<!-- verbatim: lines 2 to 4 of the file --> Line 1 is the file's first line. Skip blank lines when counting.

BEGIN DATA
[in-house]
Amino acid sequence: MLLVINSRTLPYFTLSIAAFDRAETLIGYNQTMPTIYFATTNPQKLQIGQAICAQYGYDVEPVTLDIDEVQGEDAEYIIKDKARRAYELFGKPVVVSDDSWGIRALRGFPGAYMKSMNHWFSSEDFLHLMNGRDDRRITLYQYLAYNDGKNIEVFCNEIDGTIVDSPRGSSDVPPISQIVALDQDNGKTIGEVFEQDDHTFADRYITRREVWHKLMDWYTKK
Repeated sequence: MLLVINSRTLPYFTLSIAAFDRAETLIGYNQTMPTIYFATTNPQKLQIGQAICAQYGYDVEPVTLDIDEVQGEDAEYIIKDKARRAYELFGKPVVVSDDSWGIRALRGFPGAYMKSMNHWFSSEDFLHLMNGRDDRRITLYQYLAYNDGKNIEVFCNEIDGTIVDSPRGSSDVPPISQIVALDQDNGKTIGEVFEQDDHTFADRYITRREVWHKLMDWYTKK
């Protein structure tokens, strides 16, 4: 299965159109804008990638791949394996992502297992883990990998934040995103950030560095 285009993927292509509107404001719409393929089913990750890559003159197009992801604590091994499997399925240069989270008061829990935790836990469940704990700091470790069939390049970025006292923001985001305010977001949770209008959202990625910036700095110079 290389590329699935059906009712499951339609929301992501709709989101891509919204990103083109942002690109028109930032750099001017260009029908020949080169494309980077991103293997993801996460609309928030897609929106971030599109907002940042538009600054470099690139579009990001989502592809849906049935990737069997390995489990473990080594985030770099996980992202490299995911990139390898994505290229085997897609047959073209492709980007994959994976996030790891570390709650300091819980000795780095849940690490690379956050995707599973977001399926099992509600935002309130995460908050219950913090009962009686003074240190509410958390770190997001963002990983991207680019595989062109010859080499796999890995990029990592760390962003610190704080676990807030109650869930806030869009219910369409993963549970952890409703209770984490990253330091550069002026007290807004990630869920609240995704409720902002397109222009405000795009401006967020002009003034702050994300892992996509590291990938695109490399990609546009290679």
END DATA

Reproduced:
Amino acid sequence: MLLVINSRTLPYFTLSIAAFDRAETLIGYNQTMPTIYFATTNPQKLQIGQAICAQYGYDVEPVTLDIDEVQGEDAEYIIKDKARRAYELFGKPVVVSDDSWGIRALRGFPGAYMKSMNHWFSSEDFLHLMNGRDDRRITLYQYLAYNDGKNIEVFCNEIDGTIVDSPRGSSDVPPISQIVALDQDNGKTIGEVFEQDDHTFADRYITRREVWHKLMDWYTKK
Repeated sequence: MLLVINSRTLPYFTLSIAAFDRAETLIGYNQTMPTIYFATTNPQKLQIGQAICAQYGYDVEPVTLDIDEVQGEDAEYIIKDKARRAYELFGKPVVVSDDSWGIRALRGFPGAYMKSMNHWFSSEDFLHLMNGRDDRRITLYQYLAYNDGKNIEVFCNEIDGTIVDSPRGSSDVPPISQIVALDQDNGKTIGEVFEQDDHTFADRYITRREVWHKLMDWYTKK
């Protein structure tokens, strides 16, 4: 299965159109804008990638791949394996992502297992883990990998934040995103950030560095 285009993927292509509107404001719409393929089913990750890559003159197009992801604590091994499997399925240069989270008061829990935790836990469940704990700091470790069939390049970025006292923001985001305010977001949770209008959202990625910036700095110079 290389590329699935059906009712499951339609929301992501709709989101891509919204990103083109942002690109028109930032750099001017260009029908020949080169494309980077991103293997993801996460609309928030897609929106971030599109907002940042538009600054470099690139579009990001989502592809849906049935990737069997390995489990473990080594985030770099996980992202490299995911990139390898994505290229085997897609047959073209492709980007994959994976996030790891570390709650300091819980000795780095849940690490690379956050995707599973977001399926099992509600935002309130995460908050219950913090009962009686003074240190509410958390770190997001963002990983991207680019595989062109010859080499796999890995990029990592760390962003610190704080676990807030109650869930806030869009219910369409993963549970952890409703209770984490990253330091550069002026007290807004990630869920609240995704409720902002397109222009405000795009401006967020002009003034702050994300892992996509590291990938695109490399990609546009290679």